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Monday, 22 June 1998
Page: 3650


Senator IAN CAMPBELL (7:55 PM) —I was going to suggest to the Greens (WA) a couple of courses of action. I do have concerns—having spent the last 18 or 19 months of my life consulting with industry, investors, shareholders, people who manage funds and people who act as trustees for funds, on the fine detail of this legislation—that to make decisions not just on foot, as I think Senator Cook said earlier, but on the run, is not a sensible way. This bill was referred to a committee. Quite frankly, these amendments, at least for the government, appeared today.

I was going to suggest that perhaps a constructive process—if we want to proceed down a constructive path—may well be to refer these amendments for consideration by the joint parliamentary committee. If the government and the parliament find merit in them through an inquiry, they can be incorporated. The government would have to give consideration to their incorporation, but certainly it would be open to the Greens or any other senator to move them as amendments to the Corporate Law Economic Reform Bill which we expect will be introduced into the parliament next week and debated in the next sittings of parliament. That bill contains a significant number of amendments to the Corporations Law. It certainly would be an available vehicle to the Senate within a matter of days in terms of its introduction, and a matter of only weeks in terms of its debate in this chamber.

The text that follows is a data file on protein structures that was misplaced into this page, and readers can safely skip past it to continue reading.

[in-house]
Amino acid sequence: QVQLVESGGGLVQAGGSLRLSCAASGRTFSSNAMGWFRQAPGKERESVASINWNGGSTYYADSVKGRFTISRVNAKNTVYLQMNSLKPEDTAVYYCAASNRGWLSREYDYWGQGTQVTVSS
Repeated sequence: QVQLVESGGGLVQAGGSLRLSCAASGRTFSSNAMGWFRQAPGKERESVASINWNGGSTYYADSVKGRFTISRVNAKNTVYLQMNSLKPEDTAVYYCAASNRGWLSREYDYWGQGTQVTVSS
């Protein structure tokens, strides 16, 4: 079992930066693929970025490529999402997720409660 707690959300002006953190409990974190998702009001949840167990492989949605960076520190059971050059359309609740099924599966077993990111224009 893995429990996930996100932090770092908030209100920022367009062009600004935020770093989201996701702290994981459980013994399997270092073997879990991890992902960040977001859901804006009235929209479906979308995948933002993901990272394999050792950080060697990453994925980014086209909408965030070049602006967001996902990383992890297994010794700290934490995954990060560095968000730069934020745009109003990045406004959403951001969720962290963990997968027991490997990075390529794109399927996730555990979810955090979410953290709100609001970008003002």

If you would like the industry that will be affected by these changes to be able to look at them—and they go into a whole range of areas to do with managed investments—I suggest that it would certainly be a more normal process to allow industry to have a view and a say on all of these amendments rather than us having to second-guess the impact they might have on managed investment schemes which, as has been pointed out by all honourable senators who have contributed to the debate, affect the lives of millions of investors across Australia. I ask Senator Margetts to give consideration to referring these amendments to the Corporations and Securities Joint Committee. I would undertake that when they are referred, as part of the committee's current reference in relation to the CLER legislation, that the government would look at the report of that committee and it would remain open to any senator to move amendments to that bill.

I really have trouble with legislating company law reform and managed investment reform when I do not know whether the industry has even seen these. Surely someone has, but today is the first time that the government has seen these amendments. I reiterate that, after 18 or 19 months or longer, in discussing the fine detail of this legislation, I find it a little bit of an insult to the industry and the investing public to be trying to redesign a piece of legislation with about six hours notice.